National Catholic Reporter
The Independent Newsweekly
Issue Date:  November 7, 2003

By Michael S. Rose
Sophia Institute Press, 189 pages, $14.95
By Stephen H. Louden and Leslie J. Francis
Continuum, 232 pages, $24.95
Perspectives on the priesthood today

Reviewed by WAYNE A. HOLST

Two differing perspectives on the modern Roman Catholic priesthood are reflected in books recently published in the United States and the British Isles. The first is an unapologetic celebration of priests; the second, a candid and sometimes unsettling indication of matters currently affecting the priestly heart.

Priest by Michael S. Rose is written to counter media reports insinuating a general moral stain on the priesthood emanating from the current sex scandals. Rose presents the stories of 10 good American priests (prototypical of the majority, he believes) whose virtues of courage, humility, sacrifice and charity reflect a thriving though numerically reduced body of faithful servants. These men remain worthy of the support and gratitude of the people with whom they minister. Rose accurately notes that seldom is this side of the priesthood portrayed in the media, nor is it commonly understood and appreciated.

The Naked Parish Priest is an example of empirical theology, or the scientific study of religion, conducted by two English clergy-psychologists. Msgr. Stephen Louden, a Roman Catholic, is a former vicar general in the British Army. Leslie J. Francis is an Anglican professor of theology at the University of Wales, Bangor. Their purpose in preparing an extensive questionnaire and analyzing almost 1,500 responses was to determine what English and Welsh priests really think about their profession and its modern challenges.

Rose has written prolifically on subjects that challenge modern liberal American Catholicism. Most recently, his Goodbye, Good Men (Regnery, 2002) blames the priestly vocations shortage and much of the sex scandal on authorities who have discriminated against candidates affirming classic Catholic moral teaching. He believes the priesthood has been hijacked by leaders with profound spiritual problems.

The problem, he says, is more often than not a failure of young men to hear and faithfully answer their calling; a failure of seminaries and bishops to form and educate their future priests properly; a failure of the ordained to focus on the duties of their state in life; and a failure of the laity to offer the proper spiritual and moral support for their pastoral leaders.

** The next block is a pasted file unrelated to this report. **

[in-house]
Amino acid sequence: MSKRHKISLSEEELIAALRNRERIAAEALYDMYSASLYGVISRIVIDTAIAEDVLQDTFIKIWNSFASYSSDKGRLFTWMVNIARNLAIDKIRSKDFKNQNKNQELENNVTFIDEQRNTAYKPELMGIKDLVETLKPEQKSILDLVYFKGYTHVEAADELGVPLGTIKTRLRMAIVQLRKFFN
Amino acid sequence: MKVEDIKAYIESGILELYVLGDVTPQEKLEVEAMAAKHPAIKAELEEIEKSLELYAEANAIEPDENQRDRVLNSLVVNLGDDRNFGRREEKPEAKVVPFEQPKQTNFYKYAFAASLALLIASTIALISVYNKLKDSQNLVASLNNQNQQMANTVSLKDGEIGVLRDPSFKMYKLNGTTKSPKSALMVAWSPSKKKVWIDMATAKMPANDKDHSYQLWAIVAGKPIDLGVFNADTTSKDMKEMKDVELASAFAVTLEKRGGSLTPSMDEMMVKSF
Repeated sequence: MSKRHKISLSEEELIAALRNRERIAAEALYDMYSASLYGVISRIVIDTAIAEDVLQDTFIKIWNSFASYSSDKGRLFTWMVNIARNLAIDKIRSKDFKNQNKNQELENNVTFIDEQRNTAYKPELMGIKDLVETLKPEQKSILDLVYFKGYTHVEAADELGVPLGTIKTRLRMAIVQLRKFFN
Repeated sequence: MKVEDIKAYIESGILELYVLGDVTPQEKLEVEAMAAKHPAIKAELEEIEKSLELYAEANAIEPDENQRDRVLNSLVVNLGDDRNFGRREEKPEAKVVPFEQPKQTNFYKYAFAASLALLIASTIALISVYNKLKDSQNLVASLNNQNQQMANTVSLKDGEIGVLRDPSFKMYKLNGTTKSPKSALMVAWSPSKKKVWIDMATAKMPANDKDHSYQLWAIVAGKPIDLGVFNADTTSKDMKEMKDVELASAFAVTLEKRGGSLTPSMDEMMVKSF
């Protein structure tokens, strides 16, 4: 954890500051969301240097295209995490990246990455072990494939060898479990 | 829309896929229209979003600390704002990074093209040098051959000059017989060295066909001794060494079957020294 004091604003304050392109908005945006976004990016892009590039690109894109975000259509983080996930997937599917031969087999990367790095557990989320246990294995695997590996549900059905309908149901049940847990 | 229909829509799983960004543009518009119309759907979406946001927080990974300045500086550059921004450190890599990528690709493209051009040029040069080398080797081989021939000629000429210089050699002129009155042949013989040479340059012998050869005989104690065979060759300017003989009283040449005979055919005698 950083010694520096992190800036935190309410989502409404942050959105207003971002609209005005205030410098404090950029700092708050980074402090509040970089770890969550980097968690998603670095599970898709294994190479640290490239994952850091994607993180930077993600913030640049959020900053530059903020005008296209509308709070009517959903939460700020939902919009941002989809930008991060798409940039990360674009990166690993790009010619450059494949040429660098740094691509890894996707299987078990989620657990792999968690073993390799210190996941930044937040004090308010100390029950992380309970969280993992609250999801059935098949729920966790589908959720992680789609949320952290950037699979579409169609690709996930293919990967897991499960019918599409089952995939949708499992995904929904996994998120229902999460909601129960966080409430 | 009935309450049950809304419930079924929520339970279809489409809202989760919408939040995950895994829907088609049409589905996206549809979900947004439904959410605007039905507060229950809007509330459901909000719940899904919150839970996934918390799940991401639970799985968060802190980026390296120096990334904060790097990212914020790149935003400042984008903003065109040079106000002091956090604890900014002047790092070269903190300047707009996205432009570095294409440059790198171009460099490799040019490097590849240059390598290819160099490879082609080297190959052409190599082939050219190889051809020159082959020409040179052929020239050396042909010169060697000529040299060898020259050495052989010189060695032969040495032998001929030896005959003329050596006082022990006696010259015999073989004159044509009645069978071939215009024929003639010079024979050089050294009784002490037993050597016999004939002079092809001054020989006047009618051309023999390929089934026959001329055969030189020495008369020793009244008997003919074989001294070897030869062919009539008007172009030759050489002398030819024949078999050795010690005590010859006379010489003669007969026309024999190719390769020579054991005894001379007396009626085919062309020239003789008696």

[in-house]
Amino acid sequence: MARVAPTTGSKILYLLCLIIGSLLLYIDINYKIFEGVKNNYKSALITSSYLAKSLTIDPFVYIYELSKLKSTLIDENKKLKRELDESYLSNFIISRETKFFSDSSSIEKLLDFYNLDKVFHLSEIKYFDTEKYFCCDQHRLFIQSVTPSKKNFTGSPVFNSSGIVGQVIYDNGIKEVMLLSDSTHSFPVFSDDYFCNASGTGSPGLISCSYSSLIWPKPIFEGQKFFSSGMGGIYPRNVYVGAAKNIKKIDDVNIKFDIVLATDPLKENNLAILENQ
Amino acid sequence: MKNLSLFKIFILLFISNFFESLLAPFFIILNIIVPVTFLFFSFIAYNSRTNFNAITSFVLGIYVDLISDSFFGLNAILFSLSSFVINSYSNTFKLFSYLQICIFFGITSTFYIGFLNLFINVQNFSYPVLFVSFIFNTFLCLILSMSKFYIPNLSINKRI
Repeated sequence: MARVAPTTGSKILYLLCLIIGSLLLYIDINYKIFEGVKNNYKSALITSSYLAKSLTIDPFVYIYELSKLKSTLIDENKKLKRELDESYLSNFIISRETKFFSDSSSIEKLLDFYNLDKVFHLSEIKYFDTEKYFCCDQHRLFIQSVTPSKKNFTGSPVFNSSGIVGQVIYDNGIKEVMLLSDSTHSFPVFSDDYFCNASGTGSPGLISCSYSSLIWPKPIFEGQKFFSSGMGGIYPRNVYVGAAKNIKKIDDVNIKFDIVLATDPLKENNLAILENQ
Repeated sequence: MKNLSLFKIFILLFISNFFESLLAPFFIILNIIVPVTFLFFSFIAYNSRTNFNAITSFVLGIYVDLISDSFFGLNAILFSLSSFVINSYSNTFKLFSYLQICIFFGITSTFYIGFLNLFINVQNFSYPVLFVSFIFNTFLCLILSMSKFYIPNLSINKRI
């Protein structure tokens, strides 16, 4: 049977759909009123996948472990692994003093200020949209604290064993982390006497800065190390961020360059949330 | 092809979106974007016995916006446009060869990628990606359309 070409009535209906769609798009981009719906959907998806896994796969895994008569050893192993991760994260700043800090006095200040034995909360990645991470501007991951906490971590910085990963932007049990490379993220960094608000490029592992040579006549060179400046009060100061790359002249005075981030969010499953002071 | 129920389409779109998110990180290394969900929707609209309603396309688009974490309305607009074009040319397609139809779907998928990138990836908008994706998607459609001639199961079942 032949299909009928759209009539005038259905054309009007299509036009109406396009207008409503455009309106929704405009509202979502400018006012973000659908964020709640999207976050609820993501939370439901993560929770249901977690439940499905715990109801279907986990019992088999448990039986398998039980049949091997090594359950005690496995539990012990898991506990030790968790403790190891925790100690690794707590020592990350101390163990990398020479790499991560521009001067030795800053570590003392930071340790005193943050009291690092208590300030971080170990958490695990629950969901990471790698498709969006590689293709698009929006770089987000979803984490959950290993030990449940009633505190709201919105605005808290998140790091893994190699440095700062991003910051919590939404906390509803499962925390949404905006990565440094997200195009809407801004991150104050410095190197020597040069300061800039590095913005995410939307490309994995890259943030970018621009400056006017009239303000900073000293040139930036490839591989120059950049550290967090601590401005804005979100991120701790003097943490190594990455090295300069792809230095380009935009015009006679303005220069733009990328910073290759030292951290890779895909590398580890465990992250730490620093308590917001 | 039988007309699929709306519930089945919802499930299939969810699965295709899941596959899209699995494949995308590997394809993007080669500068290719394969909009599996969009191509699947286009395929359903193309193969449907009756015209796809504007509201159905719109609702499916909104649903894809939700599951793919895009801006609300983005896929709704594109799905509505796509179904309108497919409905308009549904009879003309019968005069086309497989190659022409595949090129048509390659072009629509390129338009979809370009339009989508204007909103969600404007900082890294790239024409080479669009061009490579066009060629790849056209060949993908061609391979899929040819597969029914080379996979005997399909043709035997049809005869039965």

This book advocates a revisiting and renewing of the classic gender-specific Catholic clerical forms and functions. Rose says nothing about the ministry of the laity or of expanded roles for women, except that they serve as supporters of male clergy.

To his credit, Rose celebrates what is good about what is becoming, proportionately, an ever-smaller cadre of male priests. To his discredit, he believes that the future of the priesthood is as much about attracting the “right men” as it is about weeding out those who don’t belong. This leaves the author’s prescription less satisfying, liberating or visionary than it might be.

Louden and Francis report on priestly perspectives from their Catholic Parochial Clergy Survey using 1996 British census tracks, but they do not attempt to interpret the results. They see their work as groundbreaking, establishing terms of reference for more extensive future research.

The book contains 22 tightly focused chapters covering such priestly concerns as training for ministry, celibacy, core doctrines, ethical stance on current issues, fallen priests and clergy burnout. Attention was paid to the views of priests trained before Vatican II; those who were spiritually formed in the wake of the council and those who have entered ministry in the last two decades.

The church seems to love secrecy, the authors discovered. Their study had to be conducted without the blessing and cooperation of the English Catholic bishops. This led the researchers to conclude that there is an ingrained official culture within the Catholic church that is anxious to preserve the church’s image at all costs. The church leadership demonstrated, by its reaction during the preparation and distribution of questionnaires and after the results were made public, that it is inclined to be hostile to academic endeavor and debate on sensitive matters like many of those considered in the survey.

While some of the just over 40 percent who responded reflected a priestly culture of dependency (one candidate hoped that the authors would be “allowed” to publish their results), the majority of those returning surveys spoke candidly and authentically. Personal comments, in addition to specific responses to questions asked, were often more revealing than the formal replies themselves.

A final chapter distills and highlights the main findings. The core views of priests, shorn of any professional distance, are offered with honesty and conviction. Generally speaking their doctrinal opinions tend to follow official church teaching while the moral views they hold question authority. The overall findings present a positive view of the church at the beginning of a new millennium.

During these challenging times for the church, the voice of the priesthood seems often to be muted. Both books bear witness to a priesthood that, even when it speaks under duress and in the process of change, remains faithful and open to the future.

Wayne A. Holstis a parish educator teaching religion and culture at the University of Calgary in Canada.

National Catholic Reporter, November 7, 2003

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